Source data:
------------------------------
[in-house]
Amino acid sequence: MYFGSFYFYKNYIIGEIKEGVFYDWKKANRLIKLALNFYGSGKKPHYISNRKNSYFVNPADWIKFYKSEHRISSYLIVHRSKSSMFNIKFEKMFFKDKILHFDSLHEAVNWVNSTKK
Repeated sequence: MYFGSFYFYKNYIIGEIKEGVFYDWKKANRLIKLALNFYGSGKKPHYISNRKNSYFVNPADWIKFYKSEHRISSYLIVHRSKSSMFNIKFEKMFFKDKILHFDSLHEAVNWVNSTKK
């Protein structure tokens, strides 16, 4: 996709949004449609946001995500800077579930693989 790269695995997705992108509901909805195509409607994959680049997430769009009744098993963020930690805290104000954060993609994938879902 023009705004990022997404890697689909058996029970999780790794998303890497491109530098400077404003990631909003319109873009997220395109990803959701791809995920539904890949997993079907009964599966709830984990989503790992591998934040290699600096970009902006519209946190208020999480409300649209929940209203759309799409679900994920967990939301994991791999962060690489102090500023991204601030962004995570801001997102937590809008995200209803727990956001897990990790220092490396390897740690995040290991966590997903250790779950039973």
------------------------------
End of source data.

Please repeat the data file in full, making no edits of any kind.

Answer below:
[in-house]
Amino acid sequence: MYFGSFYFYKNYIIGEIKEGVFYDWKKANRLIKLALNFYGSGKKPHYISNRKNSYFVNPADWIKFYKSEHRISSYLIVHRSKSSMFNIKFEKMFFKDKILHFDSLHEAVNWVNSTKK
Repeated sequence: MYFGSFYFYKNYIIGEIKEGVFYDWKKANRLIKLALNFYGSGKKPHYISNRKNSYFVNPADWIKFYKSEHRISSYLIVHRSKSSMFNIKFEKMFFKDKILHFDSLHEAVNWVNSTKK
């Protein structure tokens, strides 16, 4: 996709949004449609946001995500800077579930693989 790269695995997705992108509901909805195509409607994959680049997430769009009744098993963020930690805290104000954060993609994938879902 023009705004990022997404890697689909058996029970999780790794998303890497491109530098400077404003990631909003319109873009997220395109990803959701791809995920539904890949997993079907009964599966709830984990989503790992591998934040290699600096970009902006519209946190208020999480409300649209929940209203759309799409679900994920967990939301994991791999962060690489102090500023991204601030962004995570801001997102937590809008995200209803727990956001897990990790220092490396390897740690995040290991966590997903250790779950039973």